Yesterday I ran in the Bay Days 5 Miler and had a fantastic run! My recap will be coming on Monday, but during the run and even for a few hours after my mind kept returning to two distinct ideas that I constantly remind myself of while participating in a race. Consider them my rules, so to speak. The words of encouragement and motivation I constantly repeat to myself when the finish line seems so very, very far away and I think I'll never get to the end.
Obviously this is going to make sense coming from the girl who finished in last place at her very first race with a time of 47:40.
The interesting thing about this is that when I ran in the very same race last week, there were people who finished well over 50 minutes. Which means if I had made this year my first year I wouldn't have been last. I couldn't tell you where I fell in the line-up this year but I can tell you that I went from a 47:40 to a 43:03.
Likewise, I spent most of the Bay Days 5 Miler in the pack of the back. And when I say in the back of the pack I mean I spent the majority of it in the last 5 people and for a while I was the last person. This was a huge race so to know I was trailing everyone might make it easy to make a snap judgement about my pace, except I kept checking my time on my HRM at every mile marker and was running a fairly consistent 14 minute mile, which was close to what I ran for the St. Malachi 5 Miler back in cold, sleety, snowy March. Considering the amount of heat and humidity going on yesterday I was incredibly happy with that time, so while I might have been one of the slowest runners at Bay Days I was by no means running slow. Comparing my race to another person's race is pointless.
What is not pointless is comparing my time to my time. The whole time I was running yesterday I was keeping track of my pace because I knew what I had done at the St. Malachi and wanted to come as close to that time as possible. I do this with every race as each new one is an opportunity for improvement and a possible PR.
I am well aware that I am not a fast runner. I will never place in the top of my age group and I will often be at the back of the pack. But I'm okay with that because in the grand scheme of things it doesn't matter how fast or slow the person in front or behind me are going. Their times have absolutely no effect on my own and unless you actually are trying to place than it also doesn't matter how many people cross that finish line ahead of you. What matters is that you cross that finish line.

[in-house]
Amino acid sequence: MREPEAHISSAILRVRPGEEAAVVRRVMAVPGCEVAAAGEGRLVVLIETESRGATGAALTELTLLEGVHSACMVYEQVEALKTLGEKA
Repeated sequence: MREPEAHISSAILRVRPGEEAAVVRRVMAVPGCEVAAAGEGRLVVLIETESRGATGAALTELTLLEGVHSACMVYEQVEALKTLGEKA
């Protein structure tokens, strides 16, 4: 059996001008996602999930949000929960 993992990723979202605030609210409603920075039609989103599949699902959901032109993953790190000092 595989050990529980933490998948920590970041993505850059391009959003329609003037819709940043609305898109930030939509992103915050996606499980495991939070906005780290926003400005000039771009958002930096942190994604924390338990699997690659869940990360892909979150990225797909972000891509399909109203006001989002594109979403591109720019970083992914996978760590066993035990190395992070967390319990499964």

Because of the heat I admittedly had to walk a fair amount of the race -- which says a lot then about my keeping that 14 minute pace for the whole thing. If there is one thing I have learned over the year and a half of running it's that there are times when I can walk faster than I can run. Or, at the very least, can cover ground more efficiently walking.
This is especially true in the summer with increased heat and humidity. Yesterday started off overcast and cool but when those clouds broke, holy hell. My shirt was soaked by the time I was done (so that racing shirt came in handy when I went out to brunch with my parents. Bonus: it's a womens fitted size Large. Booyah!) And when I say soaked I mean so much sweat you could feel the weight of it.
I know I can run 5 full miles. But I also know that there was no way in hell I could have done it yesterday without potentially passing out and that's okay. I started strong and I finished strong, gaining a bit of speed at the very end when I saw the finish line in sight. In between I let my body set the rhythm: When it said it was tired I started walking and I could always feel when it had caught its breath and was ready to pick up the pace.
Running brings so much to my life and I want to be able to continue doing it for a very long time. But the only way to make that happen is to take care of my body and that means letting it guide me and my pace during races and if that means walking parts of the course, so be it.
What are some of your race rules or things you use to keep yourself motivated?
Love from the ashes,